While this camera too has been followed by bigger and better iterations (Ursa Mini Pro, G2, 12K, etc.), the original URSA Mini 4.6K is still a very capable and powerful cinema camera. Like the Sony FS7 though, the camera can only be found on the used market in the $2000 – $4000 price range.
The camera body is loaded with manual controls, is just heavy enough to operate handheld without a rig, and the image quality is truly gorgeous. It has a Super 35mm sensor and comes in both EF and PL mount, making it extremely versatile and compatible with a wide array of lenses.
It does have its shortcomings too – for instance it struggles in low light and occasionally can exhibit fixed pattern noise when underexposed. But all in all, it offers a ton of bang for your buck. And if you know how to work around its issues, it can hold its own against much more expensive cinema cameras.
My Favorite (Affordable) Netflix Approved Cinema Camera
Of the three cameras listed above, personally my favorite option is the URSA Mini 4.6K, followed by the BGH1, and finally the FS7.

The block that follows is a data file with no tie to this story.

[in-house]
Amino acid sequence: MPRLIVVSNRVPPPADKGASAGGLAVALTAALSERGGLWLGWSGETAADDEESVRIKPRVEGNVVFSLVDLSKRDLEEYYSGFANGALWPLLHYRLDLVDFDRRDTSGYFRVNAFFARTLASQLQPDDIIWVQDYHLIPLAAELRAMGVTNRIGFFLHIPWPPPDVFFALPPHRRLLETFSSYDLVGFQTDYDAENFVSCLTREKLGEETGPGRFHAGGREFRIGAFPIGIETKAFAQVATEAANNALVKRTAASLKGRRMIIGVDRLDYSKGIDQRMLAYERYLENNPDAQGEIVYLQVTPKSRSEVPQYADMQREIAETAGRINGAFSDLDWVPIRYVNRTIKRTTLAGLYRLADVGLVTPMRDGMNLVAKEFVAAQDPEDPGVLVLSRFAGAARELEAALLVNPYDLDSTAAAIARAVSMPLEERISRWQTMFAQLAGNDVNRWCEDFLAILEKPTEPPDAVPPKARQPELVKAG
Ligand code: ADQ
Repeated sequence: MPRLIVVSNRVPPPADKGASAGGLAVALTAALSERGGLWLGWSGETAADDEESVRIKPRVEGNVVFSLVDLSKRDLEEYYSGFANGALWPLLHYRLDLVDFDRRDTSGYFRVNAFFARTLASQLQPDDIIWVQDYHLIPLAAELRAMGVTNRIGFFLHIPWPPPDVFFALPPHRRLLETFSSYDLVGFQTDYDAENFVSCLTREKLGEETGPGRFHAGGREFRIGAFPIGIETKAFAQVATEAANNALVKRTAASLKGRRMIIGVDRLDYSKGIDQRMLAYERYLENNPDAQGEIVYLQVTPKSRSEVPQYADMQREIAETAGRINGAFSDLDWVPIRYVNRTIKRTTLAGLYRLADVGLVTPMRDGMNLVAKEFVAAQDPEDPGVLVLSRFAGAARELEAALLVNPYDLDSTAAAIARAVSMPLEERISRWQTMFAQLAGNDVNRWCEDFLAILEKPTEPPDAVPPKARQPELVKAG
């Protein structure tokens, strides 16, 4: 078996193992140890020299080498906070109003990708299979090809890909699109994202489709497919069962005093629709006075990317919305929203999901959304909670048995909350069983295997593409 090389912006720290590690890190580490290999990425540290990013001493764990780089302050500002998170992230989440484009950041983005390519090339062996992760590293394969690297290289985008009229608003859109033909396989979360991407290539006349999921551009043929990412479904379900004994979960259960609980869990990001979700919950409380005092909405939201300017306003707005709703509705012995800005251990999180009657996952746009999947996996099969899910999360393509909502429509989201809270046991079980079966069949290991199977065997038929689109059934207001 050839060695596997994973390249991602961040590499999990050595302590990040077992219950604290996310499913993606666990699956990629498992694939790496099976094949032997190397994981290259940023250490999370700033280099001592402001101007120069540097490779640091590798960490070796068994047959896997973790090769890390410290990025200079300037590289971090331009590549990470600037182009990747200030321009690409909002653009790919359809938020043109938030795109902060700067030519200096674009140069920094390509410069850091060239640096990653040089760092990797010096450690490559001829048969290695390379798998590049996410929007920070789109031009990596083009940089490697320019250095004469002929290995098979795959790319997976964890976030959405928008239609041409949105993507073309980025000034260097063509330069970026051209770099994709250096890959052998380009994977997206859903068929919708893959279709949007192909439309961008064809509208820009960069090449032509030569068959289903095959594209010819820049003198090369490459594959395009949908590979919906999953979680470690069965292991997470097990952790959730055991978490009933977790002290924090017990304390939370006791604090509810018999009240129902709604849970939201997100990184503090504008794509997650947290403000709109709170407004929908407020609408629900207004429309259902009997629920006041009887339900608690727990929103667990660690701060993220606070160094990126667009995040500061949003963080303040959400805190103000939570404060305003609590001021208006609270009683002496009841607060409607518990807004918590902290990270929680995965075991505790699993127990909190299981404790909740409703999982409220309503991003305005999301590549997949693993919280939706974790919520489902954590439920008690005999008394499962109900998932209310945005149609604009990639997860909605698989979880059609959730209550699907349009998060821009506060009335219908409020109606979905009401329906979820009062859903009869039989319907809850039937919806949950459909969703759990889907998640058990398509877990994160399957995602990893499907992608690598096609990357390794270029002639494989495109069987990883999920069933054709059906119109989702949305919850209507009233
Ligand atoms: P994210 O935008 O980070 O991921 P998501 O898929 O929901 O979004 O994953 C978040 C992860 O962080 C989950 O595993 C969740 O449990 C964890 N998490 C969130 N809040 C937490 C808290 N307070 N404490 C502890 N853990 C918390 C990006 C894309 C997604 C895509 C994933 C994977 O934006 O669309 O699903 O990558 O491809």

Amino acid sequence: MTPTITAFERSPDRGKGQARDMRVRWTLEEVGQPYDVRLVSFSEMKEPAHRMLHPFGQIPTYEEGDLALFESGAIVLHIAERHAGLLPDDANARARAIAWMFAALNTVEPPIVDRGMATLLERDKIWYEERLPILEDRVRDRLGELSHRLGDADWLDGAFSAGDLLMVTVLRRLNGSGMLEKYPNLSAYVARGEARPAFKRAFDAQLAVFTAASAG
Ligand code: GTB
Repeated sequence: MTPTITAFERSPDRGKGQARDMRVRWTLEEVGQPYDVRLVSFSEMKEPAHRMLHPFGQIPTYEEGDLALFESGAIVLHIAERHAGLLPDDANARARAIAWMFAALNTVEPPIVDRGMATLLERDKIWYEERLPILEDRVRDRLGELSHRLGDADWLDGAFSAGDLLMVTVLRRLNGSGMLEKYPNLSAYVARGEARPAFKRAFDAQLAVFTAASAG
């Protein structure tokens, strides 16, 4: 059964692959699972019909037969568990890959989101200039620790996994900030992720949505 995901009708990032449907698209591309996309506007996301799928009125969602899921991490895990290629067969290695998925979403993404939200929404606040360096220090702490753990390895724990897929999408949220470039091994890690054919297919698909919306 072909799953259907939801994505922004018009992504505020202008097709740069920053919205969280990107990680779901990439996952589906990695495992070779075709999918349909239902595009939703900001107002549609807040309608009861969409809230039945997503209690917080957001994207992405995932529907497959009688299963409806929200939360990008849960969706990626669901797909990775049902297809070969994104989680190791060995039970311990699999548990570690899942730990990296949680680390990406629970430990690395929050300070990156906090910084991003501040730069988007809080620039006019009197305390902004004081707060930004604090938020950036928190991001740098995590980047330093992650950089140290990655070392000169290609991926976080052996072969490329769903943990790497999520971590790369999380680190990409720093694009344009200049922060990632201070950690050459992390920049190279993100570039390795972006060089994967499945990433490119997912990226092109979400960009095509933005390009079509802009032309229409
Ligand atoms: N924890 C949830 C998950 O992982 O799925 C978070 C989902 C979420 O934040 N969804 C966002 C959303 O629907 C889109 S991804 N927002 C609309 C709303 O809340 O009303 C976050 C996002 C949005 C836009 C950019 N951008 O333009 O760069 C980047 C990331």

The URSA Mini gives you the best of both worlds, great visual quality and strong ergonomics. The other two cameras aren’t quite as strong visually (especially the FS7), but have strengths of their own that are worth considering for specialty shooters.
Keep in mind though, this is just my subjective opinion based on the type of narrative projects I produce and direct. Someone with a different visual taste or different creative needs may have an entirely different opinion, and wouldn’t be wrong! Each tool has its own purpose.
In addition to the cameras above though, it’s also worth considering four other cameras from the Netflix approved list.
These cameras aren’t quite as low cost as the previous 3, but they are still relatively affordable and great choices for those looking for a more up to date camera system:
- Canon C70 ($5499)
- RED Komodo ($5999)
- Sony FX6 ($5999)
- Panasonic EVA1 ($6495)
Each of these more current offerings are fantastic options for filmmakers and DPs alike.